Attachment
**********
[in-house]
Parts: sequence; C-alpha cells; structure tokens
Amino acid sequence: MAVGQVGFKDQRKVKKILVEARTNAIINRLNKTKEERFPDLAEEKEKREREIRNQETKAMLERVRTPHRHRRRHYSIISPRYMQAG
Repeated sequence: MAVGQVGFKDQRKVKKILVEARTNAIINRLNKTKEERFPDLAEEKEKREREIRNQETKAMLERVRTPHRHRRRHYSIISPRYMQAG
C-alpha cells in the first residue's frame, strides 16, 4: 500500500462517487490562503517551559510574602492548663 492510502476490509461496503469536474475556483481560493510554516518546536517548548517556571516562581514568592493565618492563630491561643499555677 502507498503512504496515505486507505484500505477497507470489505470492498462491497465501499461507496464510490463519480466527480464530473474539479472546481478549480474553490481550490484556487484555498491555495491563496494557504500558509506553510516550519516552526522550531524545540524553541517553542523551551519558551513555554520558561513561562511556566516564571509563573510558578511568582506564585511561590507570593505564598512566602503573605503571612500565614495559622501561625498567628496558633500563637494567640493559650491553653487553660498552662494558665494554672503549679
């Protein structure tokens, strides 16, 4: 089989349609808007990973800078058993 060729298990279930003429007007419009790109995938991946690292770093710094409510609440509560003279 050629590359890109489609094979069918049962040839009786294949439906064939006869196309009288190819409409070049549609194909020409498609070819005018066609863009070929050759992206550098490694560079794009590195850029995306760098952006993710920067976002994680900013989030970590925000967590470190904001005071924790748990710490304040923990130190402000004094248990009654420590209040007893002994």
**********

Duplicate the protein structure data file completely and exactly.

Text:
[in-house]
Parts: sequence; C-alpha cells; structure tokens
Amino acid sequence: MAVGQVGFKDQRKVKKILVEARTNAIINRLNKTKEERFPDLAEEKEKREREIRNQETKAMLERVRTPHRHRRRHYSIISPRYMQAG
Repeated sequence: MAVGQVGFKDQRKVKKILVEARTNAIINRLNKTKEERFPDLAEEKEKREREIRNQETKAMLERVRTPHRHRRRHYSIISPRYMQAG
C-alpha cells in the first residue's frame, strides 16, 4: 500500500462517487490562503517551559510574602492548663 492510502476490509461496503469536474475556483481560493510554516518546536517548548517556571516562581514568592493565618492563630491561643499555677 502507498503512504496515505486507505484500505477497507470489505470492498462491497465501499461507496464510490463519480466527480464530473474539479472546481478549480474553490481550490484556487484555498491555495491563496494557504500558509506553510516550519516552526522550531524545540524553541517553542523551551519558551513555554520558561513561562511556566516564571509563573510558578511568582506564585511561590507570593505564598512566602503573605503571612500565614495559622501561625498567628496558633500563637494567640493559650491553653487553660498552662494558665494554672503549679
């Protein structure tokens, strides 16, 4: 089989349609808007990973800078058993 060729298990279930003429007007419009790109995938991946690292770093710094409510609440509560003279 050629590359890109489609094979069918049962040839009786294949439906064939006869196309009288190819409409070049549609194909020409498609070819005018066609863009070929050759992206550098490694560079794009590195850029995306760098952006993710920067976002994680900013989030970590925000967590470190904001005071924790748990710490304040923990130190402000004094248990009654420590209040007893002994």